But despite following a recipe to a t my pie crust is an epic fail. Ice cold butter and water, flour measured carefully yet it refuses to congeal even after being well chilled.  I make several valiant efforts to resuscitate, to turn it into a pliable dough but alas it’s futile. I take out the pre-made shell that was the plan b I thought I wouldn’t need and begrudgingly unroll it onto the pan and then crimp the edges. How did this happen? I feel dejected, but chalk it up to the mysteries of life. Sometime I’ll have a crust making lesson with someone and get my confidence back.  For now here is a photo of a baking disaster.

Fortunately I know how to make a good graham cracker crust and the fillings turn out fine so the pies are a nice ending to a fabulous meal. Everything was delicious and our wonderful hosts even had fish for me since I don’t eat turkey anymore. Alas V is restless and on the move the entire time so eating talking walking eating talking walking is the order of the day. I am thankful to have T to share V duty all these years.  If only he sat nicely at the table part of the time it would be easier to socialize with family, to sit with my Dad or to play with my sweet and adorable great nephew, to chat with my nephews and niece in law.  He doesn’t eat a thing, doesn’t even touch the pie at the end of the meal.

Still I am so grateful to be with family; it’s especially dear to be celebrating with my father what was my mother’s favorite holiday. There is no traffic either way. There are no meltdowns either. I have containers full of leftovers that will make a delicious meal or two. (I love leftovers!) We find some good radio and V sits still for the first time since we arrive as we make our way home, safe and satiated from time with those we love.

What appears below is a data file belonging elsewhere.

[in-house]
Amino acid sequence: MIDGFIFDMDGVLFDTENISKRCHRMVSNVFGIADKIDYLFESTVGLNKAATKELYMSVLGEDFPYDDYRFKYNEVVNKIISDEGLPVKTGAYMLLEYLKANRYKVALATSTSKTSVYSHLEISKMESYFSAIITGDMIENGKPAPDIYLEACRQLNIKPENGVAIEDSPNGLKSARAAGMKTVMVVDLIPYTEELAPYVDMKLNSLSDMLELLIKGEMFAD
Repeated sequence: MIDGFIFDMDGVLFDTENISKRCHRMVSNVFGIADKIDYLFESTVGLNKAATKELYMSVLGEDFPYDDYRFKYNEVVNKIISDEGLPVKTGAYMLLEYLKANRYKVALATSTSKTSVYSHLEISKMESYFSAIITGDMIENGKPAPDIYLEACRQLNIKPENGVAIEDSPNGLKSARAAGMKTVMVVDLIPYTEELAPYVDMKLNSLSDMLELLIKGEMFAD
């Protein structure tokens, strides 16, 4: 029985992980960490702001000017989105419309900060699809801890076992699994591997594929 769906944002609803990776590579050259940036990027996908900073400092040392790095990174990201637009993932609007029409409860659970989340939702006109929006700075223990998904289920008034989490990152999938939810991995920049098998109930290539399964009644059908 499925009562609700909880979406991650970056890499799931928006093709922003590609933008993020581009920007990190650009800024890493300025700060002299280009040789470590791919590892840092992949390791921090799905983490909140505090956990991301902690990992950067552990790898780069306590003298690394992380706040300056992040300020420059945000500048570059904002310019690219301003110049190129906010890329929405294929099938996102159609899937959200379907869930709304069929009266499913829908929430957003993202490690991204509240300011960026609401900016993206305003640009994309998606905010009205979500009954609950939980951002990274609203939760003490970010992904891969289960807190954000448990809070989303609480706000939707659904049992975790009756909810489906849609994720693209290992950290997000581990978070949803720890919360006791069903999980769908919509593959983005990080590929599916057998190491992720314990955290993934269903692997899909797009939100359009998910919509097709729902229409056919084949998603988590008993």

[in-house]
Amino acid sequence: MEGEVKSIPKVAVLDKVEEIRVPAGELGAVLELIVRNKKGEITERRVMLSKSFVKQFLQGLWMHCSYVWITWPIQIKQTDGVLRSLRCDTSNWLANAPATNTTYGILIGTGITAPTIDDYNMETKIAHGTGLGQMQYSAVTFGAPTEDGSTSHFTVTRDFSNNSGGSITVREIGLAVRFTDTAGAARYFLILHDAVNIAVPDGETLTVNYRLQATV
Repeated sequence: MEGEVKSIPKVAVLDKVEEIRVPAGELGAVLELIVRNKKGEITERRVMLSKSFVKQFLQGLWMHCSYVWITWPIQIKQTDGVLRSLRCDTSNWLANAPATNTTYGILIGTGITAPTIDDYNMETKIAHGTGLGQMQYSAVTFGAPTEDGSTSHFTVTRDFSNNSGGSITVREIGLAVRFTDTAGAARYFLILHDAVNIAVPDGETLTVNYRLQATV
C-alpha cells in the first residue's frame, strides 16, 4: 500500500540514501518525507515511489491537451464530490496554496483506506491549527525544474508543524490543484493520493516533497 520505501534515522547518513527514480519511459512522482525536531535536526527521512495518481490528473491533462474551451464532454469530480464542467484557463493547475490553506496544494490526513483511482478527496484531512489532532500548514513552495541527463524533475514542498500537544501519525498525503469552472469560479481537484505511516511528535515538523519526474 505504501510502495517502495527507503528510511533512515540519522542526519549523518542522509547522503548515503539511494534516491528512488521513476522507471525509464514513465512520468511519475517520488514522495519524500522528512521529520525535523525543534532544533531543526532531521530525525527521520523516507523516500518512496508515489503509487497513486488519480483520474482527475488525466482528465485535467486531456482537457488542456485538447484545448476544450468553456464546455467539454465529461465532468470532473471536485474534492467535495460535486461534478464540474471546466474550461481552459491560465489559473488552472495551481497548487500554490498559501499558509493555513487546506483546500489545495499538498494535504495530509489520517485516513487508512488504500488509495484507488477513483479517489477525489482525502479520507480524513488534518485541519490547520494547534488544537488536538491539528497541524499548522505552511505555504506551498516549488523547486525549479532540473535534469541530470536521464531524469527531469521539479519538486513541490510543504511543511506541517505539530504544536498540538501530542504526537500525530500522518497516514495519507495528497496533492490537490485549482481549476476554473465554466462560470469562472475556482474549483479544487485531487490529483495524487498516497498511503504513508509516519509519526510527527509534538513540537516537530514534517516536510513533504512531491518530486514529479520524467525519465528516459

keeping warm

And just like that after an unseasonably warm start to November it feels like winter.
Time to finally start wearing the heavy outerwear I brought down from the attic. And to work with V’s home therapists and school staff to get him to wear his jacket over his hoodie. He is very resistant – saying NO! And hanging it back on the hook in the morning. I send it in on the bus and write an email to his teacher. “Once again as the weather changes we have this challenge…” This is nothing new. V has the same issues year after year, he doesn’t outgrow them because they are sensory-based and hard wired into his system.

There are certain things we take for granted, like breathing. Much of basic meditation practice is focused on the breath, and cultivating awareness of how the air flows in and out as we breathe. That is the most obvious example; there are so many other things we take for granted. When it is cold out we put on a coat. If it is really cold we add hats and boots and warmer socks. Sure, there are the John Fettermans of the world, mostly guys, who can live in shorts and hoodies year round. But most of us want added protection from the elements.

With V, so many of the basics of daily life cannot be taken for granted. There is a gift in that for sure, and yet it’s also the source of a lot of tsuris [a great Yiddish word that means trouble or aggravation]. Because despite global warming it does in fact get cold enough that we have to deal with jackets. Refusing to put it on when he goes out or when he does wear it, not taking it off when he comes inside. It’s the winter chapter of life that will last through March. Oy. Yet I try not to get ahead of myself. It’s still just November.